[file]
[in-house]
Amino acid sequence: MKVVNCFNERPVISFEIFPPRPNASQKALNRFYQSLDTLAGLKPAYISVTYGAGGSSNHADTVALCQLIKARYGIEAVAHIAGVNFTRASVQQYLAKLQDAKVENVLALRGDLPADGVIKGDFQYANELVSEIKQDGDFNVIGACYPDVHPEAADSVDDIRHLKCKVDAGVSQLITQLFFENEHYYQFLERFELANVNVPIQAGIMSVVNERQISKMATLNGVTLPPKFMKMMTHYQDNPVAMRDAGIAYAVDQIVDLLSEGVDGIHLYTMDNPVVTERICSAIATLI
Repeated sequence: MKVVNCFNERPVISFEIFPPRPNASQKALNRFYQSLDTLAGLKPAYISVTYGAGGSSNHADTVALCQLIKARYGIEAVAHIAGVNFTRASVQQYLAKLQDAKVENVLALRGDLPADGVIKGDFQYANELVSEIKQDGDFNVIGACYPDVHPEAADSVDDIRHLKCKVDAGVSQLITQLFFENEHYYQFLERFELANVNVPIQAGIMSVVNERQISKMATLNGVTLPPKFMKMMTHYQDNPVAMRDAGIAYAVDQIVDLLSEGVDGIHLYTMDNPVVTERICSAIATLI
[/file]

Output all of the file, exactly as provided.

[in-house]
Amino acid sequence: MKVVNCFNERPVISFEIFPPRPNASQKALNRFYQSLDTLAGLKPAYISVTYGAGGSSNHADTVALCQLIKARYGIEAVAHIAGVNFTRASVQQYLAKLQDAKVENVLALRGDLPADGVIKGDFQYANELVSEIKQDGDFNVIGACYPDVHPEAADSVDDIRHLKCKVDAGVSQLITQLFFENEHYYQFLERFELANVNVPIQAGIMSVVNERQISKMATLNGVTLPPKFMKMMTHYQDNPVAMRDAGIAYAVDQIVDLLSEGVDGIHLYTMDNPVVTERICSAIATLI
Repeated sequence: MKVVNCFNERPVISFEIFPPRPNASQKALNRFYQSLDTLAGLKPAYISVTYGAGGSSNHADTVALCQLIKARYGIEAVAHIAGVNFTRASVQQYLAKLQDAKVENVLALRGDLPADGVIKGDFQYANELVSEIKQDGDFNVIGACYPDVHPEAADSVDDIRHLKCKVDAGVSQLITQLFFENEHYYQFLERFELANVNVPIQAGIMSVVNERQISKMATLNGVTLPPKFMKMMTHYQDNPVAMRDAGIAYAVDQIVDLLSEGVDGIHLYTMDNPVVTERICSAIATLI